Croatia 'could drop genocide suit against Serbia'

President Josipovic of Croatia (l) and President Tadic of Serbia (r) 18 July 2010
Image caption Both presidents are keen to show that relations between them are improving

Croatia could withdraw a genocide lawsuit filed against Serbia if relations between the two countries are improved, the Croatian president says.

President Ivo Josipovic raised the possibility during his first trip to Belgrade since his election this year.

The government of Croatia still wants Serbia to punish individuals accused of war crimes during the 1990s war.

But both nations now say reconciliation is possible, years after the the break-up of the former Yugoslavia.

Both President Josipovic and his Serbian counterpart Boris Tadic have stressed there is a new era of cooperation between the two countries.

But 15 years since the war began between Croat forces and Serb separatists - backed by the government in Belgrade - the wounds are still raw, says the BBC's Mark Lowen in Belgrade.

Change of policy

In 1999, Croatia filed a lawsuit at the International Court of Justice in the Hague, accusing Serbia of genocide, when Croats were targeted by Serb forces during the heaviest fighting.

A decade later Serbia filed a counter genocide suit against Croatia for war crimes committed against Serbs.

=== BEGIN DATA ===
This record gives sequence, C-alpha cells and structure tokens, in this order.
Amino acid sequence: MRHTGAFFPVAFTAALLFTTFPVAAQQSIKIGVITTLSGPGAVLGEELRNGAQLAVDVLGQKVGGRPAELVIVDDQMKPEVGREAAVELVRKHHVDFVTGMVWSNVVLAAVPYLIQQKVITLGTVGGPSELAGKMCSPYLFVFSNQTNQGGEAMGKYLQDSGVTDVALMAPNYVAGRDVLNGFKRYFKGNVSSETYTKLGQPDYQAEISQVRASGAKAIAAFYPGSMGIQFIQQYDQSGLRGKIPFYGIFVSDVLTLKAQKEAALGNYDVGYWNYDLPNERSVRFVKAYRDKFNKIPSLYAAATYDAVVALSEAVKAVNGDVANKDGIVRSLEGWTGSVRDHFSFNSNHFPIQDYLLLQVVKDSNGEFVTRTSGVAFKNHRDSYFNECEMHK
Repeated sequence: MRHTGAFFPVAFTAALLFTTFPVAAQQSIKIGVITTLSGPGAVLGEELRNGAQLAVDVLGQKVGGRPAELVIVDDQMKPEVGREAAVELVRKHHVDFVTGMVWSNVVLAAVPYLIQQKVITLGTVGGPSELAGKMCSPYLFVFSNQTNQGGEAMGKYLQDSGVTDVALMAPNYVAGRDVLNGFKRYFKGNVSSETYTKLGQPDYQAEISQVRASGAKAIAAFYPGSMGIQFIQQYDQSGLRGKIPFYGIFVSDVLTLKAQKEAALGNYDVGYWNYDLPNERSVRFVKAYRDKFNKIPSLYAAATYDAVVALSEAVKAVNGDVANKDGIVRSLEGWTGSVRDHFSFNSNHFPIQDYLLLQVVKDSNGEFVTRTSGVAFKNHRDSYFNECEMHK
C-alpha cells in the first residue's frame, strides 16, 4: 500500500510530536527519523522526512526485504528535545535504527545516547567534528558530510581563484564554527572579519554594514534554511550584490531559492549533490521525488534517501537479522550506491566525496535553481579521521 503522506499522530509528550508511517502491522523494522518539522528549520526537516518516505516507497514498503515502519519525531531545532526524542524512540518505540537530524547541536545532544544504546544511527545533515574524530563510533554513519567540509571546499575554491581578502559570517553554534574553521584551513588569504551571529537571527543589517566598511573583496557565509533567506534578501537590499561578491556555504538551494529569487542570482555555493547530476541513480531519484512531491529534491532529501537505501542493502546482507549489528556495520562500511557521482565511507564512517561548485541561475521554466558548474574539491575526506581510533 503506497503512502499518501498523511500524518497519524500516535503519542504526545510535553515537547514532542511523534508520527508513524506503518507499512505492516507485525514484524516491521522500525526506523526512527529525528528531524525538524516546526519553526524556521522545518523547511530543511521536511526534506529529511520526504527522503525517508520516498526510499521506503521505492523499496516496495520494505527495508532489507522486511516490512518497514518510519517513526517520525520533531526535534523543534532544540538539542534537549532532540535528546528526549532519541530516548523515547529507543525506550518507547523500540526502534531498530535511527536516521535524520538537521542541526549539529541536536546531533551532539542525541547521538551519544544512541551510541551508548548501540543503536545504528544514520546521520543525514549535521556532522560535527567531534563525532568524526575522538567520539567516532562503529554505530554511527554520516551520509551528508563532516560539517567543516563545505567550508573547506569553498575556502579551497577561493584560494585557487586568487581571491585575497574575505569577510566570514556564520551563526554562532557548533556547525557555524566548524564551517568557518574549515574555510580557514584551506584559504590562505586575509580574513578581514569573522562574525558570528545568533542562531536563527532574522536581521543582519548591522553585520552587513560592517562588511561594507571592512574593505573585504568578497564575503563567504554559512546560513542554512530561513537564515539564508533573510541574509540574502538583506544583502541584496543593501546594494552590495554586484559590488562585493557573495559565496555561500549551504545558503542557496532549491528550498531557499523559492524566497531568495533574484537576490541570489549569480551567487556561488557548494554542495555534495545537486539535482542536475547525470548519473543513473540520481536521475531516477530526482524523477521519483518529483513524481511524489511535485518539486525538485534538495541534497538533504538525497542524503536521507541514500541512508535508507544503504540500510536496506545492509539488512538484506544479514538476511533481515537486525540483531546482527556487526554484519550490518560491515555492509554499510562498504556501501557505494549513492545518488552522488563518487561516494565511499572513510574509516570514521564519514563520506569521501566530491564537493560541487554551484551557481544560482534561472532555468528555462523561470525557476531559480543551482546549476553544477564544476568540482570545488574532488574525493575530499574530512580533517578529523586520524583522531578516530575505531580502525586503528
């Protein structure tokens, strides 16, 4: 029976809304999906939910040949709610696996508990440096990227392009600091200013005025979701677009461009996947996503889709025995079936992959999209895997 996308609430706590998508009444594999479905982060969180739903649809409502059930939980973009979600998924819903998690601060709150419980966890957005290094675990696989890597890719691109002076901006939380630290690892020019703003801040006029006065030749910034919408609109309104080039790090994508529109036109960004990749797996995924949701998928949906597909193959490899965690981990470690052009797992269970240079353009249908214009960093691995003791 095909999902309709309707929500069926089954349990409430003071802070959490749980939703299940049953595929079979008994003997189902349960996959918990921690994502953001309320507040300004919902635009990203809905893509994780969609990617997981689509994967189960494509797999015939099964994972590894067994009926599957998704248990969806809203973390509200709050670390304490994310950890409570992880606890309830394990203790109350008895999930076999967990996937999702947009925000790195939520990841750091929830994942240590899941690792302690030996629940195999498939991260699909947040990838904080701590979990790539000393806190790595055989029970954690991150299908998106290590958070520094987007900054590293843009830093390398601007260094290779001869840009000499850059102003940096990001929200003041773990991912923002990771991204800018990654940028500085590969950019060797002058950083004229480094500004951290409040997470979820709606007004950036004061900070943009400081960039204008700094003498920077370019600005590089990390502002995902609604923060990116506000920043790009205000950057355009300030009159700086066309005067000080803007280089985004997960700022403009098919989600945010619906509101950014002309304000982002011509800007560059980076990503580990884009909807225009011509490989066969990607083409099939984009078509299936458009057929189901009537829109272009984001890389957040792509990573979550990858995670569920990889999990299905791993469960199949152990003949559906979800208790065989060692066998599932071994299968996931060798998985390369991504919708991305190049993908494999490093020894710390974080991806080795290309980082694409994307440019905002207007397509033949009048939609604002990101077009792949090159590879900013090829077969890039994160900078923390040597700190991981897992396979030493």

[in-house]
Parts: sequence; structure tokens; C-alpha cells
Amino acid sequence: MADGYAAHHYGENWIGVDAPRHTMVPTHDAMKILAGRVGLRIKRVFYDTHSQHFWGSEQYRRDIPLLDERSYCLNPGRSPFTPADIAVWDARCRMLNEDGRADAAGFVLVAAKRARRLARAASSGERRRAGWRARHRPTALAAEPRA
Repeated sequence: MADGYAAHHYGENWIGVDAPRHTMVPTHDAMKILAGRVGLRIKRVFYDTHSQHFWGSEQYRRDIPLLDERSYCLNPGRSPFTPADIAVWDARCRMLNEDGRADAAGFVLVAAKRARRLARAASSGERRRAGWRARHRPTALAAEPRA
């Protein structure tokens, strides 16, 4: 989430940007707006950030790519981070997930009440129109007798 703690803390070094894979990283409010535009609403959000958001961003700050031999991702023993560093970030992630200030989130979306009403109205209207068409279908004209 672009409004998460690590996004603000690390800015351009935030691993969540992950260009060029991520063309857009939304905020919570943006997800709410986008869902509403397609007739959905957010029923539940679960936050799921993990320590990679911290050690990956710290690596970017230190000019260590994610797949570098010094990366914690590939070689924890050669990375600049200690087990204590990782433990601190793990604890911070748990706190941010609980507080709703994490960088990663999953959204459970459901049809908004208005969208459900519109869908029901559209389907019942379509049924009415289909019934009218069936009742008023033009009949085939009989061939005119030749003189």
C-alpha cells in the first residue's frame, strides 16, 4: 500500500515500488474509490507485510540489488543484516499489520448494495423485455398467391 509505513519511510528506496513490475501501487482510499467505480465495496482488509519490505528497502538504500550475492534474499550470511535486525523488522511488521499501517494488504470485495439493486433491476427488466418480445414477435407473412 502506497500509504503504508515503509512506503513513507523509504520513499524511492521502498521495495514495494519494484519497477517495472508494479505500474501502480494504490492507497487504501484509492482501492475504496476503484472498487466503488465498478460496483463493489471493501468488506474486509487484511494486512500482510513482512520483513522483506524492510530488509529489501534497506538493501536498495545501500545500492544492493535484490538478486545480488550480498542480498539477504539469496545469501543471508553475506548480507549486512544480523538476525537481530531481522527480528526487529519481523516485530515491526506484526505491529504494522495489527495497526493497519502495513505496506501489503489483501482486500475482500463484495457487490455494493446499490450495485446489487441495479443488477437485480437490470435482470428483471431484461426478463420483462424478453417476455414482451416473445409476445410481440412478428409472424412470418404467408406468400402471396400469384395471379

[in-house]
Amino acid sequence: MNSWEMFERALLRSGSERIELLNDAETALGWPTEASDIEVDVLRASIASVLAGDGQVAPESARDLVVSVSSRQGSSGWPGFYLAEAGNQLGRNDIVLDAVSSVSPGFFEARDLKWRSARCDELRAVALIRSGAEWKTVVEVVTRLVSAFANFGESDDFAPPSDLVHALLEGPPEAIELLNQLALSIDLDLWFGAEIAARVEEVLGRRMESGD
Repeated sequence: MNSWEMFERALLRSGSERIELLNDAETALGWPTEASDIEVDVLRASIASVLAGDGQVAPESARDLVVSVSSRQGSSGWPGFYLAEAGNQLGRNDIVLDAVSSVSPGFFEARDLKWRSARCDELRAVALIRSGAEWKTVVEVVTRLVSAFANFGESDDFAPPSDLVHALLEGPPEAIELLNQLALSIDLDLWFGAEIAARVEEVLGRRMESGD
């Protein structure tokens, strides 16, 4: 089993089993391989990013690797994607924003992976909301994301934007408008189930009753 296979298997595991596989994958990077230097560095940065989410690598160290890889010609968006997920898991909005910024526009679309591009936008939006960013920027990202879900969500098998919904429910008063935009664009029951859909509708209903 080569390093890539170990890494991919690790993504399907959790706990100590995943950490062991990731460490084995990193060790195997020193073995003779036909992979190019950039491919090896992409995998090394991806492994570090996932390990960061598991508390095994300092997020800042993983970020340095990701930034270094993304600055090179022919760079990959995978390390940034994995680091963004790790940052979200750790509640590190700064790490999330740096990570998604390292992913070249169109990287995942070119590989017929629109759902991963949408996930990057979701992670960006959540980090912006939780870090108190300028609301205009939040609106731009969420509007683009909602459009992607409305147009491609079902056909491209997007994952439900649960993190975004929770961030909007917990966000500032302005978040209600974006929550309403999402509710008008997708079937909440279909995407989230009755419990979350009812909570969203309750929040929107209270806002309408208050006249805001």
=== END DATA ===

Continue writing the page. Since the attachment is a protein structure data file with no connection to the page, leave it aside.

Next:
But now Croatia's President Ivo Josipovic has suggested a change of policy.

If the process of reconciliation continues and outstanding bilateral issues are solved, President Josipovic says his government would consider dropping the lawsuit.

"It's possible. But the decision will be the end of the process because we have some expectations," he said

"They are connected to reconciliation, to the punishing of war criminals. So if all these requirements are fulfilled then the suit is unnecessary."

It's an opinion shared by Serbia's President Boris Tadic as both men strive to show how their two countries are now prepared to move on from their painful past.

Their shared goal is European Union membership - which Brussels says will only be achieved with better regional cooperation.

The rhetoric from both camps has been that dialogue and understanding now define a relationship destroyed by war - and that a new era has begun between these two Balkan neighbours, our correspondent says.

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